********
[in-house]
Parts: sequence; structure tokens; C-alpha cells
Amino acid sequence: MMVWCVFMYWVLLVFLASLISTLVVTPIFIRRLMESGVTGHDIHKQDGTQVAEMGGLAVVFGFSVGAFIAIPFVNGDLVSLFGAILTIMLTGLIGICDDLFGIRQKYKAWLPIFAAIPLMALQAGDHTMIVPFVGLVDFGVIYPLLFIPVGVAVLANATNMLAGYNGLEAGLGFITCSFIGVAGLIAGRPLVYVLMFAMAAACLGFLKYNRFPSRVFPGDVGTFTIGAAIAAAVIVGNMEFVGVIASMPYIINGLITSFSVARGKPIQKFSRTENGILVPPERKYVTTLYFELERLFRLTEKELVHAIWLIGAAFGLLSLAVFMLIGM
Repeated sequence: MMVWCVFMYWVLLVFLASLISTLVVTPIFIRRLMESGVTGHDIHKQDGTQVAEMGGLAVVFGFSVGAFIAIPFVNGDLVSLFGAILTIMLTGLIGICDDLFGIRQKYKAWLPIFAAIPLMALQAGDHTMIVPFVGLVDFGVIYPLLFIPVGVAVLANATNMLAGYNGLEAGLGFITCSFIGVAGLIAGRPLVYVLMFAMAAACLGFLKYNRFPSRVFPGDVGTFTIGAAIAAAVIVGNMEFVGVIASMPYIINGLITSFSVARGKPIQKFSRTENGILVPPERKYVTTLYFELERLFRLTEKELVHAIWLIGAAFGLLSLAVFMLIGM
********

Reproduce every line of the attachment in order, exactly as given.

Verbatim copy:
[in-house]
Parts: sequence; structure tokens; C-alpha cells
Amino acid sequence: MMVWCVFMYWVLLVFLASLISTLVVTPIFIRRLMESGVTGHDIHKQDGTQVAEMGGLAVVFGFSVGAFIAIPFVNGDLVSLFGAILTIMLTGLIGICDDLFGIRQKYKAWLPIFAAIPLMALQAGDHTMIVPFVGLVDFGVIYPLLFIPVGVAVLANATNMLAGYNGLEAGLGFITCSFIGVAGLIAGRPLVYVLMFAMAAACLGFLKYNRFPSRVFPGDVGTFTIGAAIAAAVIVGNMEFVGVIASMPYIINGLITSFSVARGKPIQKFSRTENGILVPPERKYVTTLYFELERLFRLTEKELVHAIWLIGAAFGLLSLAVFMLIGM
Repeated sequence: MMVWCVFMYWVLLVFLASLISTLVVTPIFIRRLMESGVTGHDIHKQDGTQVAEMGGLAVVFGFSVGAFIAIPFVNGDLVSLFGAILTIMLTGLIGICDDLFGIRQKYKAWLPIFAAIPLMALQAGDHTMIVPFVGLVDFGVIYPLLFIPVGVAVLANATNMLAGYNGLEAGLGFITCSFIGVAGLIAGRPLVYVLMFAMAAACLGFLKYNRFPSRVFPGDVGTFTIGAAIAAAVIVGNMEFVGVIASMPYIINGLITSFSVARGKPIQKFSRTENGILVPPERKYVTTLYFELERLFRLTEKELVHAIWLIGAAFGLLSLAVFMLIGM